The purpose of this paper is to investigate perceptions of second grade lower vocational students concerning benefits, barriers and strategies of healthy eating and physical activity.
Focus group discussions are conducted with 37 adolescents, from three schools in The Netherlands. A semi‐structured questioning‐scheme is used. Recorded data are transcribed, analysed using Atlas.ti and arranged in the EnRG‐framework.
Adolescents find health and a healthy weight important and like having a choice when it comes to health behaviour. The choices they make, however, are often unhealthy, especially when related to food. The risk perception of these adolescents is low; as long as they feel healthy, they feel no need to change their behaviour. Parents are held responsible for providing opportunities for healthy behaviour. At the same time, parental influence lessens and adolescents start to develop unhealthy habits, usually under the influence of a peer group. Adolescents accept the interference of school, meaning that there are good opportunities for school‐based interventions.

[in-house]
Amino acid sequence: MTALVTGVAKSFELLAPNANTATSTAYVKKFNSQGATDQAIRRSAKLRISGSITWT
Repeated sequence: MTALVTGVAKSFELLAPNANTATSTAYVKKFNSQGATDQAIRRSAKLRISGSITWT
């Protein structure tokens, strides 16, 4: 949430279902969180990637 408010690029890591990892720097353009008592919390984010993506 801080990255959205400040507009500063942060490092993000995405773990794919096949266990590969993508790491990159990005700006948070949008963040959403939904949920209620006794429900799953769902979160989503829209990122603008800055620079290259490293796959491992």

The number (37) of respondents may not be representative for the different personalities of peer‐students.
Adolescents need to take on greater responsibility for their own health behaviour, especially in the school setting where they are more autonomous than at home. More information is needed about the perceptions of parents and school staff regarding stimulating healthy dietary and physical behaviour to develop, implement and preserve integral school health interventions successfully.
The paper provides information on adolescents' perceptions on their responsibility for their health behaviour, which is needed to develop school‐based health intervention consistent with their needs.
Ridder, M.A.M., Heuvelmans, M.A., Visscher, T.L.S., Seidell, J.C. and Renders, C.M. (2010), "We are healthy so we can behave unhealthily: A qualitative study of the health behaviour of Dutch lower vocational students", Health Education, Vol. 110 No. 1, pp. 30-42. https://doi.org/10.1108/09654281011008735Download as .RIS
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